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Differential sensitivity of locally naturalized Panicum species to HPPD- and ALS-inhibiting herbicides

Benny De Cauwer (UGent) , Tim Geeroms, Sofie Claerhout (UGent) , Robert Bulcke (UGent) and Dirk Reheul (UGent)
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Abstract
Panicum schinzii (Transvaal millet), P. dichotomiflorum (Fall panicum) and P. capillare (Witchgrass) are alien panicoid grasses that have gradually spread and are now locally naturalized in corn fields in Belgium. One of the possible reasons for their expansion in corn fields might be a lower sensitivity to post-emergence herbicides acting against panicoid grasses, in particular those inhibiting 4-hydroxyphenyl pyruvate dioxygenase (HPPD) and acetolactate synthase (ALS). Dose-response pot experiments were conducted in the greenhouse to evaluate the effectiveness of five HP-PD-inhibiting herbicides (sulcotrione, mesotrione, isoxaflutole, topramezone, tembotrione) and two AILS-inhibiting herbicides (nicosulfuron, foramsulfuron) for controlling populations of P. schinzii, P. dichotomiflorum and P. capillare (all naturalized Belgian populations except for P. capillare). In another dose-response pot experiment, sensitivity of five local P. dichotomiflorum populations to HPPD-inhibitors and nicosulfuron was investigated. Finally, the influence of growth stage at time of herbicide application on efficacy of topramezone and nicosulfuron for Panicum control was evaluated. Large interspecific differences in sensitivity to HPPD-inhibiting herbicides were observed. Panicum schinzii was sensitive to tembotrione but moderately sensitive to topramezone and poorly sensitive to mesotrione and sulcotrione. However, P. dichotomiflorum was sensitive to mesotrione and topramezone but moderately sensitive to tembotrione. All Panicum species were sensitive to low doses of nicosulfuron and foramsulfuron. Naturalized P. dichotomiflorum populations exhibited differential herbicide sensitivity profiles. All species tested showed a progressive decrease in sensitivity to topramezone and nicosulfuron with seedling age. A satisfactory post-emergence control of Panicum species in the field will require appropriate choice of herbicide and dose, as well as a more timely application (i.e. before weeds reach the four leaves stage).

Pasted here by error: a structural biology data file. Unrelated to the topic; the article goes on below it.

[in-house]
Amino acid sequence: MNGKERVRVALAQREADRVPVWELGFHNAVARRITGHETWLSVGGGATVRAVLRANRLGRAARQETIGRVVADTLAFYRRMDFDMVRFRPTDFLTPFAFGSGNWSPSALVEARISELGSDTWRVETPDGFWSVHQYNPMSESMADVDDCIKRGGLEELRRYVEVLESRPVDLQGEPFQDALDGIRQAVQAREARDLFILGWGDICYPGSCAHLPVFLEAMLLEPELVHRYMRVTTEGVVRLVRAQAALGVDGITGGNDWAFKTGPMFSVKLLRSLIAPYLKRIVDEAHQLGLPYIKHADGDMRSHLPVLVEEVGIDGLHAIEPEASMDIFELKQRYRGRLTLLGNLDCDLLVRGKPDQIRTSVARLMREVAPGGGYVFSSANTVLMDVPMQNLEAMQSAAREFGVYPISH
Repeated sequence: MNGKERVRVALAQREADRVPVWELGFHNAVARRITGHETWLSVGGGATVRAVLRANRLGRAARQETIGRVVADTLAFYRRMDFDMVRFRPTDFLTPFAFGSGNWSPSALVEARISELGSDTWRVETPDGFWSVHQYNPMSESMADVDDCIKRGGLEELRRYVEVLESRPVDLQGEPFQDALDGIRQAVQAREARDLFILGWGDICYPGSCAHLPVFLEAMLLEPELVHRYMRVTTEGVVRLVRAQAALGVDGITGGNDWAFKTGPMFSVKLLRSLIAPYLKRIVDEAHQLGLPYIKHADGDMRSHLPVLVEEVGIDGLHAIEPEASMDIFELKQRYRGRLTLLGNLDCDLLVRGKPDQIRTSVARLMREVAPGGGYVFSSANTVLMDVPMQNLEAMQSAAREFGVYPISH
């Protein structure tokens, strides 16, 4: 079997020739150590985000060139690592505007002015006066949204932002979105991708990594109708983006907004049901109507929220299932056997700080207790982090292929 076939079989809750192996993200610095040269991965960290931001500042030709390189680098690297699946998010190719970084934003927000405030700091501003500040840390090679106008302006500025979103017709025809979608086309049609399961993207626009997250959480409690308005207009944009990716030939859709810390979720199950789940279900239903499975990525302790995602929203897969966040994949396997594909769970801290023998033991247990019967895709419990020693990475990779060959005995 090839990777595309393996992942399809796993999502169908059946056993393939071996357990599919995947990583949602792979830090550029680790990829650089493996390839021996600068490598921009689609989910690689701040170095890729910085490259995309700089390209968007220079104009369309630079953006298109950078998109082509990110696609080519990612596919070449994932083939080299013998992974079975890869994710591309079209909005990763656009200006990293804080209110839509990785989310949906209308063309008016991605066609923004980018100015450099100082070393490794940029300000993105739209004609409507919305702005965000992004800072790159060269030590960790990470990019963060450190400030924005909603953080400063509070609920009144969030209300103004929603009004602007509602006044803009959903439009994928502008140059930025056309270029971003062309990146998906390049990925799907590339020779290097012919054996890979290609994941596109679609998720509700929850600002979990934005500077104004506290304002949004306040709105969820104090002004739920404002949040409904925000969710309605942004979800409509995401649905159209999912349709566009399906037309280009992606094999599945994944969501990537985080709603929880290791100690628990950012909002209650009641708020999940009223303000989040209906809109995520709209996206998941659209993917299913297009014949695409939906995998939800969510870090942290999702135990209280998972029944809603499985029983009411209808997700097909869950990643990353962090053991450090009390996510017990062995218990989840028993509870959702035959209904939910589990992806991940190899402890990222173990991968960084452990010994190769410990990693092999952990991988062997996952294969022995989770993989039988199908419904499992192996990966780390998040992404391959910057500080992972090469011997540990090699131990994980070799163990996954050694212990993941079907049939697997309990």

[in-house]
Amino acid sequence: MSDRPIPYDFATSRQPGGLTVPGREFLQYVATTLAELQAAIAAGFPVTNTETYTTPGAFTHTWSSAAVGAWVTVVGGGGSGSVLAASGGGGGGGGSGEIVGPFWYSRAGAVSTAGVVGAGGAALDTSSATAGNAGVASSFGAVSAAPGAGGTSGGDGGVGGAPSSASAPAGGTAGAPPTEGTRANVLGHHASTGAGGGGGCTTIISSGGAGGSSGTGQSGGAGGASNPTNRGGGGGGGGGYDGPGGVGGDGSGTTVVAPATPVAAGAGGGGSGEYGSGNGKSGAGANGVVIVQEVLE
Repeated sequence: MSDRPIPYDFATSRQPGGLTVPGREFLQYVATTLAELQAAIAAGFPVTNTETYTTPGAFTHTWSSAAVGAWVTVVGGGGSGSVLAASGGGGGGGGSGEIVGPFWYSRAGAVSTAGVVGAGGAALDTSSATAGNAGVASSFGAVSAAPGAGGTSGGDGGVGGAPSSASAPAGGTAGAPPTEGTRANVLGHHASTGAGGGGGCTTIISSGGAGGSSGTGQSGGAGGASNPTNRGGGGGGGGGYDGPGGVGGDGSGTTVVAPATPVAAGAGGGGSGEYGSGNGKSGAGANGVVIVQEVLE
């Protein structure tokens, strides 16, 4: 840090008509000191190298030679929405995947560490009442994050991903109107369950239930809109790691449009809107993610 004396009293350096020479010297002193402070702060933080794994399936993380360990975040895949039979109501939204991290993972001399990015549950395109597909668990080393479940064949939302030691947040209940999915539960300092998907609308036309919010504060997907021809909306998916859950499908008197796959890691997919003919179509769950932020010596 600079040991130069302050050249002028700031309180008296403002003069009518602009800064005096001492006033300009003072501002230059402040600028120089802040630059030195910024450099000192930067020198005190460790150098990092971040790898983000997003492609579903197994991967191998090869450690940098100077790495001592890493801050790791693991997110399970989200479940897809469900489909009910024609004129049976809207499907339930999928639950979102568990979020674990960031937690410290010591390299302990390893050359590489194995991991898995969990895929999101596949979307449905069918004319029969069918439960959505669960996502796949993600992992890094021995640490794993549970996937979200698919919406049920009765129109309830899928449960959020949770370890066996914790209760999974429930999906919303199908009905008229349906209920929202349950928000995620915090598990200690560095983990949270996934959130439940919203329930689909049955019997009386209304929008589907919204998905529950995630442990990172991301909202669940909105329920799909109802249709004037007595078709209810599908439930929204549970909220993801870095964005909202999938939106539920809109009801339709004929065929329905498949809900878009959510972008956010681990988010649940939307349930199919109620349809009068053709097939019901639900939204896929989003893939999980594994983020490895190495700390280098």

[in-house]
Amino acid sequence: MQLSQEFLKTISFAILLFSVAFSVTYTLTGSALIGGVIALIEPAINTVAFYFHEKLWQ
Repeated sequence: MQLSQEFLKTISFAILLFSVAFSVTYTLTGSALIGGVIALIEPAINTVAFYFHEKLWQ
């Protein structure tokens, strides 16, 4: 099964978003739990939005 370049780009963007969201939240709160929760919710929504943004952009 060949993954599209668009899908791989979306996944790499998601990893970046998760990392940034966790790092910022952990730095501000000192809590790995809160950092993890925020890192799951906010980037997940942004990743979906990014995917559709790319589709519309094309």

Keywords
CROPS, GROWTH, WEEDS, triketone herbicides, panicoid grasses, sulfonylurea herbicides, Growth stage, herbicide sensitivity

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Chicago
De Cauwer, Benny, Tim Geeroms, Sofie Claerhout, Robert Bulcke, and Dirk Reheul. 2014. “Differential Sensitivity of Locally Naturalized Panicum Species to HPPD- and ALS-inhibiting Herbicides.” Journal of Plant Diseases and Protection 121 (1): 32–40.
APA
De Cauwer, B., Geeroms, T., Claerhout, S., Bulcke, R., & Reheul, D. (2014). Differential sensitivity of locally naturalized Panicum species to HPPD- and ALS-inhibiting herbicides. JOURNAL OF PLANT DISEASES AND PROTECTION, 121(1), 32–40.